“How can we make sure that central bankers’ decisions best serve society’s needs? Are their decisions affected by other interests, for example from government or the financial industry? The failure of a financial authority – like a central bank – to serve society’s needs by favouring specific interests of government or industry, whether consciously or not, is what economists call the capture of financial authority,” explained Thomas Lambert. “My research proposal aims to quantify and identify the effect of capture on financial authorities’ financial stability objectives.”
Dr Lambert’s area of research interest is the political economy of finance and requires the skilful integration of several elements such as political and economic theories with finance and law. His PhD thesis received several awards for this work, including the monetary thesis prize from the Banque de France Fondation in 2016. He has published articles in top tier economics and finance journals, and his work has been presented at major international conferences. His other research area is FinTech and crowdfunding in particular.
Dr Pieter van den Berg: improving response times for on-demand services
Services like ambulance care and roadside assistance consist of quickly bringing the right resource to the user’s location. Dr Van den Berg will develop optimisation models to improve the way the right resources are brought to users’ locations through distribution of vehicles over the region, and through assigning the right vehicles to requests – a process called dynamic dispatching and distribution. Services include ambulance, roadside breakdown assistance, food delivery, and taxis.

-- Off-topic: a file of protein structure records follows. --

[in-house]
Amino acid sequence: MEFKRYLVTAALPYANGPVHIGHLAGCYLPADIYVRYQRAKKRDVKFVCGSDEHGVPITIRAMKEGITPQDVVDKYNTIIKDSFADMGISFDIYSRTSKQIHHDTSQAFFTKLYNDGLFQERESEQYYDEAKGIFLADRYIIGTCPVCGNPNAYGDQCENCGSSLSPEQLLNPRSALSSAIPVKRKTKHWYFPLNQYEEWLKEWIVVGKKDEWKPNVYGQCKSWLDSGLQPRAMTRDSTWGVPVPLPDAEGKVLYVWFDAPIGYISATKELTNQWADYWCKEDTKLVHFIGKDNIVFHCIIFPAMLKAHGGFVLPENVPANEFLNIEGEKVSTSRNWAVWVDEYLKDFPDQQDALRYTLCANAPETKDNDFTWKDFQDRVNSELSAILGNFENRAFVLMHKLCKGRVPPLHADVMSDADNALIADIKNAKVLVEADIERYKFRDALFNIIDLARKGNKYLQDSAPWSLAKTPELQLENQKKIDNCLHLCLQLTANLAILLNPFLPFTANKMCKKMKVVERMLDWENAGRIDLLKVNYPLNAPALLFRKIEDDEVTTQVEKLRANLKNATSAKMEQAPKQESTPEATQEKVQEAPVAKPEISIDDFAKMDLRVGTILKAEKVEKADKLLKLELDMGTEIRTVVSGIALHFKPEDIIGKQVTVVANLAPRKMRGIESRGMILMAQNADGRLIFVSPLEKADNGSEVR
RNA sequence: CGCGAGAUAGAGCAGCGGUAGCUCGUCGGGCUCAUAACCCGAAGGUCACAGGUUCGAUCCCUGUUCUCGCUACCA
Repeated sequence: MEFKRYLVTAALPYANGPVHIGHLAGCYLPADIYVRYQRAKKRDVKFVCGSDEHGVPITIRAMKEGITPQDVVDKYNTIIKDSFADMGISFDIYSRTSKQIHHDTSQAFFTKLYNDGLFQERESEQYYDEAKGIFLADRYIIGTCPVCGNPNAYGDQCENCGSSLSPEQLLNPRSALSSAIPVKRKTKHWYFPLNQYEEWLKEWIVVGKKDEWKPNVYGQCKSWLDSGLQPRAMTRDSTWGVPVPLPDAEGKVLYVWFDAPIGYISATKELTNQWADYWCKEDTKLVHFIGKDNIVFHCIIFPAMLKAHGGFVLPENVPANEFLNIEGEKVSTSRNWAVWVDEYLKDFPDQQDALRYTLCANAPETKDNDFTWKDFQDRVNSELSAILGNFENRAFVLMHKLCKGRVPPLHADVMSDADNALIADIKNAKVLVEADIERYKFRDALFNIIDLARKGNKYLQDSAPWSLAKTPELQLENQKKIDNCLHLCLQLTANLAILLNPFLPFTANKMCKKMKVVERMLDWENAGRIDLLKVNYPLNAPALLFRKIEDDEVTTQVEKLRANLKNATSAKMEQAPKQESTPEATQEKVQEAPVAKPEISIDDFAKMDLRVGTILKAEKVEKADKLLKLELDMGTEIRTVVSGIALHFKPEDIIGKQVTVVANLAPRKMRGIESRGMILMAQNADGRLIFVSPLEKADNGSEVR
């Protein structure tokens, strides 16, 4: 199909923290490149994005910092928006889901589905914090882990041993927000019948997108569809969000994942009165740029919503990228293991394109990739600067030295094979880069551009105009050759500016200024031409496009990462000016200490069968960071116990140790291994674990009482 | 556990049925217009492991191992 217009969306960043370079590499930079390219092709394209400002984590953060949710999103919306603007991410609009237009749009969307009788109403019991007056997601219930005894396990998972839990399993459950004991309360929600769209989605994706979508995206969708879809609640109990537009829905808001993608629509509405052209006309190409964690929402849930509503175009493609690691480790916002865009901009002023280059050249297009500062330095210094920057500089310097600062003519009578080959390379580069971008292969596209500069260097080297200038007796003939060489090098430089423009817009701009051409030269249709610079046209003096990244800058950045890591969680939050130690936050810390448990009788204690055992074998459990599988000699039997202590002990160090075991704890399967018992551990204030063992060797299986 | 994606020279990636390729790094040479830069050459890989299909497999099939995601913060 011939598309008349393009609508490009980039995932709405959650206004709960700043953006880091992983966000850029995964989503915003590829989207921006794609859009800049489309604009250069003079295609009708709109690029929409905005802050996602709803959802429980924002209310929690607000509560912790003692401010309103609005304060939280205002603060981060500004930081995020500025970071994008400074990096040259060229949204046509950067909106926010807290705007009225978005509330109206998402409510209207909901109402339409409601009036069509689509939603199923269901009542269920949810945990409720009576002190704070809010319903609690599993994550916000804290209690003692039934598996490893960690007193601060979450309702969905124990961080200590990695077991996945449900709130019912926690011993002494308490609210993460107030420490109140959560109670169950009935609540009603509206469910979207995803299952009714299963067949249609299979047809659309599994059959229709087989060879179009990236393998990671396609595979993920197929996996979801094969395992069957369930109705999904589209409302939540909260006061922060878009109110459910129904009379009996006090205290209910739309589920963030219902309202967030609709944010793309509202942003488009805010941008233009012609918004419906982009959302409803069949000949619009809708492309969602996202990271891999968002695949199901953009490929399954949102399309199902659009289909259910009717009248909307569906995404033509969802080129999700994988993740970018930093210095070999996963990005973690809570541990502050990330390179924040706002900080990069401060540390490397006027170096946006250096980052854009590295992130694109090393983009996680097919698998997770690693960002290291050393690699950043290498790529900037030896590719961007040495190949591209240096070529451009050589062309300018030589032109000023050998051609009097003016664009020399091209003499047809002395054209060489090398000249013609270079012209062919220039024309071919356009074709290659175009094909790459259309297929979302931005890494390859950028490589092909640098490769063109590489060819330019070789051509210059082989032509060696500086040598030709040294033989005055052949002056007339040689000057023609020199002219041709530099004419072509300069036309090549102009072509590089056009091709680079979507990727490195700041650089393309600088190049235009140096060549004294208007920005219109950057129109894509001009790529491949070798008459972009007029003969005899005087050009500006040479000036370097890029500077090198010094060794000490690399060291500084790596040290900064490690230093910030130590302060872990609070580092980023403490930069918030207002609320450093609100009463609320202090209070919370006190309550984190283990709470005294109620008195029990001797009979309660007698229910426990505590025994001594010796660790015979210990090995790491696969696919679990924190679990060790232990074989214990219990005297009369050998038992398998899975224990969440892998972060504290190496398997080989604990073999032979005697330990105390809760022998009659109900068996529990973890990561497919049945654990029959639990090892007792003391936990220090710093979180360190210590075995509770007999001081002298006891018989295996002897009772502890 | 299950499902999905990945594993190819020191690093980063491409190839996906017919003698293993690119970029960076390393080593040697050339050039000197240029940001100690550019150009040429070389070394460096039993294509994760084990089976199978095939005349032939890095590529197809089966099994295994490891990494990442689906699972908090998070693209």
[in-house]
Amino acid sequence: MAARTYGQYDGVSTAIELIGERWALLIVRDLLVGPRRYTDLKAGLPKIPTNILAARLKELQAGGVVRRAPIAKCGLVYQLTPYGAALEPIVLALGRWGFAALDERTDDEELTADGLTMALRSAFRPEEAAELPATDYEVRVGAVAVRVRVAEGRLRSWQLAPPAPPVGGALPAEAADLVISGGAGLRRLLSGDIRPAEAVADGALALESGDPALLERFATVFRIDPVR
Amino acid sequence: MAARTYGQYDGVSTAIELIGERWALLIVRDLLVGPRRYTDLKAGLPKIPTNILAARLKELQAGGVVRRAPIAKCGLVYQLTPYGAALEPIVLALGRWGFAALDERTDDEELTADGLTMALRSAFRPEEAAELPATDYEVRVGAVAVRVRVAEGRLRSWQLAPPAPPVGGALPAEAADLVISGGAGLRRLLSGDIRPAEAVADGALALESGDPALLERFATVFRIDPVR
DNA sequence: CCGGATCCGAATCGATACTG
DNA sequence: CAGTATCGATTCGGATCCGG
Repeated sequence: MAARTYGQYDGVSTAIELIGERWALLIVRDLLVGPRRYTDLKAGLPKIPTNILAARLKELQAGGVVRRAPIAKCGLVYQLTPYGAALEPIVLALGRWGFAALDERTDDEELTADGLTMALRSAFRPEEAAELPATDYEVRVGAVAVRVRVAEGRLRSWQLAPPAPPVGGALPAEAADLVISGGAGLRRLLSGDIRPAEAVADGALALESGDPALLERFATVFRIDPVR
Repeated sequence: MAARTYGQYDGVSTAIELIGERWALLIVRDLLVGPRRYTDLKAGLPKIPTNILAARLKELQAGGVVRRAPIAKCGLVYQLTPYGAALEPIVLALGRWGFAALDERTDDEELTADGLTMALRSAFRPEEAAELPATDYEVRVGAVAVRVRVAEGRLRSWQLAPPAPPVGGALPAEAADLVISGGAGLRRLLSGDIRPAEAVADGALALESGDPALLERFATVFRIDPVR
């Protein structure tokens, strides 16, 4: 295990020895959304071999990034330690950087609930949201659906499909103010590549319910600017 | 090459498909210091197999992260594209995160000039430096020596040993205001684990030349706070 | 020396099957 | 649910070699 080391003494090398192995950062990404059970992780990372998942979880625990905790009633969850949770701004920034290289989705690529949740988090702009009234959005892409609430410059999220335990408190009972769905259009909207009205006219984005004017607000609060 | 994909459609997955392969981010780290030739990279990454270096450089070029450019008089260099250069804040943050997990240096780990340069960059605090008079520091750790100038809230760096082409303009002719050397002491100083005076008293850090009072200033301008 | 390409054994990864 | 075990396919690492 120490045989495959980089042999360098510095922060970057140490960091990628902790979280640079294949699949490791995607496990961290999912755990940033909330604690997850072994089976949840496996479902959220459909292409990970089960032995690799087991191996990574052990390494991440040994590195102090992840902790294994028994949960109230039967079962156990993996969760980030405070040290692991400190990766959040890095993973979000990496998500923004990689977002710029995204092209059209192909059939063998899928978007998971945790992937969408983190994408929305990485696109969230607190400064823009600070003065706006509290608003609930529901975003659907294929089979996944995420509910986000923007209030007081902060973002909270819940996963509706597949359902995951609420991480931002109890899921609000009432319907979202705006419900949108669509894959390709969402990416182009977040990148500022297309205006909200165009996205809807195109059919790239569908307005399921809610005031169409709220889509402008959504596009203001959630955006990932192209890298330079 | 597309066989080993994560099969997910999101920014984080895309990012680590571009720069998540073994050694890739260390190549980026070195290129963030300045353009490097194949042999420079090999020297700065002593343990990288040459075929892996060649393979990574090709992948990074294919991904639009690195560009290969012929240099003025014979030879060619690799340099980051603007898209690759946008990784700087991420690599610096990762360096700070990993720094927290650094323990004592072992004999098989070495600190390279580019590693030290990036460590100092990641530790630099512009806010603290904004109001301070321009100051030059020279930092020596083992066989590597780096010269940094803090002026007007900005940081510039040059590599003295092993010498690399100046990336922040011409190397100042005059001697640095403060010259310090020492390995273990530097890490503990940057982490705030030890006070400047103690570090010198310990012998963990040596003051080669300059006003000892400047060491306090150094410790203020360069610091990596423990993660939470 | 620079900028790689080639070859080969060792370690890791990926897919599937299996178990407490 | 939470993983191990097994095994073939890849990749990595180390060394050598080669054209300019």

In most cases, the location of the demand is unknown, so for short response times, the servers – typically vehicles – need to be distributed optimally over the region. Depending on the type of service, the objective can be to minimise average response times, maximise coverage, or minimise the cost of providing the service. Where to locate the available servers and how to assign servers to incoming requests are key to the performance of these objectives.
Most state-of-the-art models assume the average time that servers are busy is independent of the distribution of the servers, and is the same for every server. But both of these assumptions are usually violated – and the result is suboptimal decisions for the service. Van den Berg’s research will improve these models by challenging the assumptions, and incorporate the ‘busy time’ calculation in the location optimisation model. This research will also develop better dispatching policies and investigate under which circumstances deviating from ‘sending out the closest unassigned vehicle’ is beneficial.
Van den Berg has a bachelor and master in econometrics and operations research from VU Amsterdam. He completed his PhD in 2016 at Delft University of Technology, studying the logistics of emergency medical service providers, after which he joined RSM as an assistant professor in the department of Technology and Operations Management.